Novak Djokovic is not untouchable

Despite ending Andy Murray’s 28 match unbeaten streak, it wasn’t all smooth sailing for Novak Djokovic at the Qatar Open. Djokovic entered this year’s Qatar Open aiming to defend last year’s title, and looked to be in cruise control in his opening three rounds. One of the more light-hearted moments of the tournament came after Djokovic’s second round match, with Horacio Zeballos approaching Djokovic for a ‘selfie’ before leaving the court.

However, Djokovic hit a hurdle in the semi-final against tour veteran, Fernando Verdasco. After taking the opening set, Verdasco held five match points in the second set tie-break, before Djokovic clawed his way back into the set and pushing it to a third set which he went on to win. In the final, Djokovic looked to have learnt from his mistakes, only to have his serve broken when serving for the match in the second set. Murray took full advantage of the lapse from Djokovic, taking the second set. Djokovic managed to do enough in the third set to take the title, but not before showing he is still vulnerable in these early stages of the season. Watch his draw early at the Australian Open as Djokovic will be hard to beat if he cruises through his first few rounds. [Neil Brydon]

Murray and Djokovic are unlikely to be knocked off the top of the rankings

Despite Djokovic’s struggles in the semi-final, he and Murray again contested a final. Winning 16 titles between them in 2016, Djokovic, in second, sits almost 6500 ranking points ahead of third ranked Milos Raonic. While their titles mean they will have a lot of points to defend throughout the season, they are also looking in ominous form and should receive favourable draws thanks to their top rankings.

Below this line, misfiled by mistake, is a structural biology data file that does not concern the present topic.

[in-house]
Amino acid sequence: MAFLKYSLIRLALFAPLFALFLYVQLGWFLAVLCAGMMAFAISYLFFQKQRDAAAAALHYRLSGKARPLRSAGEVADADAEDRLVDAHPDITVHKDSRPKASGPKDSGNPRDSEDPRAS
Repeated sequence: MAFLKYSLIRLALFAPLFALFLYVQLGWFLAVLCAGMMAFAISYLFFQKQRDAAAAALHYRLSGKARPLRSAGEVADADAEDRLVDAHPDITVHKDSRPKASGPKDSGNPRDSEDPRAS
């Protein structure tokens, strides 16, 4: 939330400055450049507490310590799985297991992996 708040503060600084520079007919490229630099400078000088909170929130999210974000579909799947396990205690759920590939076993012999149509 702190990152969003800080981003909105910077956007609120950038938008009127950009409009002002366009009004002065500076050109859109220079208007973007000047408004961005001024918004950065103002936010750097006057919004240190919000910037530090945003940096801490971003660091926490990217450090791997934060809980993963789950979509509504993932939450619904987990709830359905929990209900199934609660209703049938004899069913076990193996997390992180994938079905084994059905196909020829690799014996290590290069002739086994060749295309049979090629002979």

Having both made last year’s Australian Open final, Murray and Djokovic quite enjoy playing at Melbourne Park and many players will be watching the draws closely to see which half of the draw they find themselves in. Both of the top two seeds could be vulnerable early in this year’s Australian Open, but don’t be surprised to see them contesting the final once again this year. [Neil Brydon]

Richard Gasquet is still relevant on the ATP Tour

The man with one of the most exquisite backhand’s on the ATP Tour, Richard Gasquet continues to win matches in his 15th year on tour. Despite his loss to Federer, Gasquet looked strong in his other three singles matches during the week in Perth, overcoming a big-hitting Jack Sock in the final.

Before a back injury forced Gasquet to withdraw from both Wimbledon and the Rio Olympics, he was on track for one of his best seasons in recent year’s. After missing the Australian Open with the same back concern, Gasquet successfully defended his title at the Open Sud de France. He followed this with his first ever quarter-final appearance at the French Open. At the Hopman Cup last week, Gasquet showed that if he can stay fit, he can match it with some of the best up and coming players thanks to his consistency and accuracy. [Neil Brydon]

Ten things we learned from the opening tennis tournaments of the year